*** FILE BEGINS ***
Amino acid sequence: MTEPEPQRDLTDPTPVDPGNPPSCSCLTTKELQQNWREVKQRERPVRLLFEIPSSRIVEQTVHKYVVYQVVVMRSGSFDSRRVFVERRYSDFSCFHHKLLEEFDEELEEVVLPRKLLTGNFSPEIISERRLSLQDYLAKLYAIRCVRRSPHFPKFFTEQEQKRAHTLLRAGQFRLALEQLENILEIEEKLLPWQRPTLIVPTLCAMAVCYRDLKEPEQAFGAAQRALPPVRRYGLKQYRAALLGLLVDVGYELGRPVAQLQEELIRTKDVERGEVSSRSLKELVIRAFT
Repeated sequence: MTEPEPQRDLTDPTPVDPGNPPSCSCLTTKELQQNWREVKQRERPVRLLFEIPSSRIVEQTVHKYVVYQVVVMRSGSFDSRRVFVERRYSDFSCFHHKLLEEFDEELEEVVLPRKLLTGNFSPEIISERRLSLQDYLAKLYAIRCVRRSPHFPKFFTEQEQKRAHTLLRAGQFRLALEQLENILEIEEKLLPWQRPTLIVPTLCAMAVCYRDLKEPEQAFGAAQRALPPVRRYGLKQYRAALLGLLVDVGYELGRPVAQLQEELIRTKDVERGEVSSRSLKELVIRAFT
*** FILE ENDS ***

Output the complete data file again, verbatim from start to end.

Amino acid sequence: MTEPEPQRDLTDPTPVDPGNPPSCSCLTTKELQQNWREVKQRERPVRLLFEIPSSRIVEQTVHKYVVYQVVVMRSGSFDSRRVFVERRYSDFSCFHHKLLEEFDEELEEVVLPRKLLTGNFSPEIISERRLSLQDYLAKLYAIRCVRRSPHFPKFFTEQEQKRAHTLLRAGQFRLALEQLENILEIEEKLLPWQRPTLIVPTLCAMAVCYRDLKEPEQAFGAAQRALPPVRRYGLKQYRAALLGLLVDVGYELGRPVAQLQEELIRTKDVERGEVSSRSLKELVIRAFT
Repeated sequence: MTEPEPQRDLTDPTPVDPGNPPSCSCLTTKELQQNWREVKQRERPVRLLFEIPSSRIVEQTVHKYVVYQVVVMRSGSFDSRRVFVERRYSDFSCFHHKLLEEFDEELEEVVLPRKLLTGNFSPEIISERRLSLQDYLAKLYAIRCVRRSPHFPKFFTEQEQKRAHTLLRAGQFRLALEQLENILEIEEKLLPWQRPTLIVPTLCAMAVCYRDLKEPEQAFGAAQRALPPVRRYGLKQYRAALLGLLVDVGYELGRPVAQLQEELIRTKDVERGEVSSRSLKELVIRAFT